B. NJLAD Hostile Work Environment Claim

Under NJLAD, a plaintiff alleging a hostile work environment on the basis of race and national origin must show that the alleged conduct would not have occurred but for the employee’s race or national origin, and that the conduct is so “severe or pervasive” that a reasonable person in that situation would believe that the “conditions of employment are altered and the working environment is hostile or abusive.” Taylor v. Metzger, 152 N.J. 490, 706 A.2d 685, 688–89 (1998) (citation omitted). This test “conforms to the standard for establishing workplace racial or gender harassment under federal Title VII law.” Id. at 689.

Determining whether a work environment is hostile from the perspective of a reasonable person in that situation requires looking at the totality of the circumstances, including the frequency, severity, and nature of the subject conduct. See Shepherd v. Hunterdon Developmental Ctr., 174 N.J. 1, 803 A.2d 611, 622 (2002); see also Taylor, 706 A.2d at 692 (noting the alleged discriminatory conduct must be viewed in context from the perspective of a reasonable person from the particular racial or ethnic background who is similarly situated to the plaintiff). Utterances that are merely offensive do not rise to the level of unreasonably interfering with an employee’s job performance. See Mandel v. UBS/PaineWebber, Inc., 373 N.J.Super. 55, 860 A.2d 945, 955 (N.J. Super. Ct. App. Div. 2004). Moreover, it is “a rare and extreme case in which a single incident will be so severe that it would, from the perspective of a reasonable [person situated as the claimant], make the working environment hostile.” Lehmann v. Toys ‘R’ Us, Inc., 132 N.J. 587, 626 A.2d 445, 455 (1993).

At the outset, we find Ali’s claims that Zega, Lottman, and other teachers had called Ali anti-Semitic, unpatriotic, and a conspiracy theorist bear a tenuous relationship to Ali’s race. Since Ali has not shown that the other teachers would have made these remarks but for his race or national origin, this evidence fails the first prong of the NJLAD hostile work environment test. See Shepherd, 803 A.2d at 625 (noting the plaintiff must show “by a preponderance of the evidence that the impermissible conduct would not have occurred but for plaintiff’s protected status”) (citing Lehmann, 626 A.2d at 454).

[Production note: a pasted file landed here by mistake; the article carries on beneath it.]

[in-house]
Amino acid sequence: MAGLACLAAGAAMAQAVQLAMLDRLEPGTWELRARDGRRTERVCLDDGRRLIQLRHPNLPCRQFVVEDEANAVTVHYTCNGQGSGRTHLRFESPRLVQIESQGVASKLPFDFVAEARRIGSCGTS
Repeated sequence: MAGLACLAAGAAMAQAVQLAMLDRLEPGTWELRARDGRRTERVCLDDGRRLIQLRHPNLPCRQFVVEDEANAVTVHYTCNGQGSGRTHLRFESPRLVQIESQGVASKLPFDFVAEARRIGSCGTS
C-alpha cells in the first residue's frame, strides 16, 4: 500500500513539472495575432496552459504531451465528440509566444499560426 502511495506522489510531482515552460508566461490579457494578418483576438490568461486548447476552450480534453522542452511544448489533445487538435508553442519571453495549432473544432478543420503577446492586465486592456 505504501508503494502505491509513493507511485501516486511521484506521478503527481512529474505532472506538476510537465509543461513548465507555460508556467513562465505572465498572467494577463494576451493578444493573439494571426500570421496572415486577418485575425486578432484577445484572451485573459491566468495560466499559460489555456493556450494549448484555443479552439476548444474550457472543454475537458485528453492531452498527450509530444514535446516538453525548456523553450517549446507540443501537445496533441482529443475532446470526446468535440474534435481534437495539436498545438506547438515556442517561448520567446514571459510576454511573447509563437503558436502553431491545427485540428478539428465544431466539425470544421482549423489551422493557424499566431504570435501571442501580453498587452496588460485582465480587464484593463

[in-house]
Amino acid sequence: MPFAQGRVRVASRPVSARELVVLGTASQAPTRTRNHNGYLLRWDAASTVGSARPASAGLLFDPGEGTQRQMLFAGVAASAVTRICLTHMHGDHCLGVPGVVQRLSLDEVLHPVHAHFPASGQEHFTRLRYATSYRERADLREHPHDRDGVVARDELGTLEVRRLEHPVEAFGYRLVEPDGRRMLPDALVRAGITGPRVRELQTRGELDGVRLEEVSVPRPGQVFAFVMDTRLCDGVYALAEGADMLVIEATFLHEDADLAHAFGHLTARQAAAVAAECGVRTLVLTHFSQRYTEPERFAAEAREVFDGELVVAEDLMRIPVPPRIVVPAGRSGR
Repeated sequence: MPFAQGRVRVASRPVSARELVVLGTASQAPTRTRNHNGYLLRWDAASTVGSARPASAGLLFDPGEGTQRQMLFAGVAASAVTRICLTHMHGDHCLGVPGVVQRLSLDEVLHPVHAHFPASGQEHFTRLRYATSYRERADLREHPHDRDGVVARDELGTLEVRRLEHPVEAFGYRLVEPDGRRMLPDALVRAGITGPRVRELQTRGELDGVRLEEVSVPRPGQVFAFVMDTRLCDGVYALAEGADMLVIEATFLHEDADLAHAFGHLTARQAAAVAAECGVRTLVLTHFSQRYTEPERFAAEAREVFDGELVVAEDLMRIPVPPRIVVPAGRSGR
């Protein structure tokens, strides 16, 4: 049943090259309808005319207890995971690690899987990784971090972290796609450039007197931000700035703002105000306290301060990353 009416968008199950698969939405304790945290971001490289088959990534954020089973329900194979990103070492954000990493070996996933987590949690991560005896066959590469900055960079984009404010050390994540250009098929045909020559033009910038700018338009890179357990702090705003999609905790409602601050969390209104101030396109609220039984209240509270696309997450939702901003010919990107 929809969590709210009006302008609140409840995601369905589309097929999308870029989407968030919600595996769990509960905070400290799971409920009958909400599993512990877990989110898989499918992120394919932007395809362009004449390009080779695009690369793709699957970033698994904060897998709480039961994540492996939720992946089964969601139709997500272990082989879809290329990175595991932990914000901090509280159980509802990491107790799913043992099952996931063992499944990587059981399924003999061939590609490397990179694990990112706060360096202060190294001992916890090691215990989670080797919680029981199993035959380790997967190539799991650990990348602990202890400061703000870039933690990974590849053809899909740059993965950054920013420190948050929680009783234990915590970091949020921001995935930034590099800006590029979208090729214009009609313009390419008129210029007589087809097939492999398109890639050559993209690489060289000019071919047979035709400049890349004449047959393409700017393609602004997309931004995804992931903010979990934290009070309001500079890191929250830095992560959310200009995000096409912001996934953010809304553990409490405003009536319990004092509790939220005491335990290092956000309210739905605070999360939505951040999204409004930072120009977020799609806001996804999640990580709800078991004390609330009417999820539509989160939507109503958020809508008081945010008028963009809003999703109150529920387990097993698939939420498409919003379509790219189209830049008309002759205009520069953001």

However, the closer question is whether the alleged remarks that Lottman made prior to Ali’s termination meeting are sufficiently “severe or pervasive” that a reasonable person who is Muslim and of Egyptian descent would find the conditions of employment altered. Viewing the facts in a light most favorable to the plaintiff, we nevertheless conclude that Ali has not presented evidence minimally necessary to form a hostile work environment claim.

Ali alleged that Lottman had greeted Ali on two occasions with “Hey Arabia Nights” and “Hey, Big Egypt,” made a comment to Ali regarding computers in Egypt, and referred to him as “Mufasa” or “Mufasa Ali” based on Ali’s middle name, Mostafa, and in reference to a character from the Lion King. App. 11. Although these remarks are offensive, none of them rise to the level of severity that would alter working conditions. There is no evidence that Lottman made these comments in the presence of other employees with “an attitude of prejudice that injects hostility and abuse into the working environment” or that any of them were as severe as the use of an unambiguous racial epithet. See Castleberry v. STI Grp., 863 F.3d 259, 265 (3d Cir. 2017) (holding that the use of an unambiguous racial epithet by a supervisor, immediately followed by a threat of termination, created a hostile work environment); Taylor, 706 A.2d at 693 (finding sufficiently severe a defendant’s racist slur about and to a plaintiff-employee that was made in the presence of another supervisor and meant to humiliate the plaintiff).

Moreover, these were isolated incidents; Ali cannot show that Lottman’s remarks were so pervasive that they altered the working environment. See Woods-Pirozzi v. Nabisco Foods, 290 N.J.Super. 252, 675 A.2d 684, 693 (N.J. Super. Ct. App. Div. 1996) (concluding that sexist comments made “once or twice a week” over the course of one year was “pervasive enough to make a reasonable woman ․ believe that her work environment was hostile, abusive, intimidating, or offensive”). We will therefore affirm the District Court’s grant of summary judgment to Defendants on the NJLAD hostile work environment claim.2

C. Defamation, Libel, False Light/Invasion of Privacy Claims

A statement is defamatory when the statement harms the reputation of the plaintiff by hurting his image within his community and deterring others from associating with him. See Ward v. Zelikovsky, 136 N.J. 516, 643 A.2d 972, 978–89 (1994); see also Restatement (Second) of Torts § 559. To bring a defamation claim under New Jersey law, a plaintiff must show: “(1) that defendants made a false and defamatory statement concerning [plaintiff]; (2) that the statement was communicated to another person (and not privileged); and (3) that defendants acted negligently or with actual malice.” G.D. v. Kenny, 205 N.J. 275, 15 A.3d 300, 310 (2011). Truth is therefore a defense in a defamation action. Id. In New Jersey, a defamatory statement can be expressed in both written and oral form. See W.J.A. v. D.A., 210 N.J. 229, 43 A.3d 1148, 1153 (2012).

Opinion statements are generally not defamatory because they reflect a person’s state of mind. See Ward, 643 A.2d at 979. Determining if a statement is one of fact or opinion rests on the concept of verifiability, because if a statement cannot be proven true or false, it cannot be subject to liability. See Lynch v. N.J. Educ. Ass’n, 161 N.J. 152, 735 A.2d 1129, 1137 (1999).